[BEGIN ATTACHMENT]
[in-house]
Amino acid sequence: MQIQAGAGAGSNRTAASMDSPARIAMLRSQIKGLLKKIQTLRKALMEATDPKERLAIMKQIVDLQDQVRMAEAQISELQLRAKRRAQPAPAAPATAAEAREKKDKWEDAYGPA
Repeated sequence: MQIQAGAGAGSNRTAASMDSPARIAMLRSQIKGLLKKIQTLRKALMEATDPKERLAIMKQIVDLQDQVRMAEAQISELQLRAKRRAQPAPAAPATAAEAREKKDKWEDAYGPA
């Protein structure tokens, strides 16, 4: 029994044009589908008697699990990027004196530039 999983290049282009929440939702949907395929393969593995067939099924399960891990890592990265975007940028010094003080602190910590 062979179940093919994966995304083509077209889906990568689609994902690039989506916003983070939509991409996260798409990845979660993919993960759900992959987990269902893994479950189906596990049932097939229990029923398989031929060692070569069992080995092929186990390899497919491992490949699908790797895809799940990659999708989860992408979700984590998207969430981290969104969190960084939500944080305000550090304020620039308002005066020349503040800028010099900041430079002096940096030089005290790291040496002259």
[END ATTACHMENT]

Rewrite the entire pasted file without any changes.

[in-house]
Amino acid sequence: MQIQAGAGAGSNRTAASMDSPARIAMLRSQIKGLLKKIQTLRKALMEATDPKERLAIMKQIVDLQDQVRMAEAQISELQLRAKRRAQPAPAAPATAAEAREKKDKWEDAYGPA
Repeated sequence: MQIQAGAGAGSNRTAASMDSPARIAMLRSQIKGLLKKIQTLRKALMEATDPKERLAIMKQIVDLQDQVRMAEAQISELQLRAKRRAQPAPAAPATAAEAREKKDKWEDAYGPA
């Protein structure tokens, strides 16, 4: 029994044009589908008697699990990027004196530039 999983290049282009929440939702949907395929393969593995067939099924399960891990890592990265975007940028010094003080602190910590 062979179940093919994966995304083509077209889906990568689609994902690039989506916003983070939509991409996260798409990845979660993919993960759900992959987990269902893994479950189906596990049932097939229990029923398989031929060692070569069992080995092929186990390899497919491992490949699908790797895809799940990659999708989860992408979700984590998207969430981290969104969190960084939500944080305000550090304020620039308002005066020349503040800028010099900041430079002096940096030089005290790291040496002259």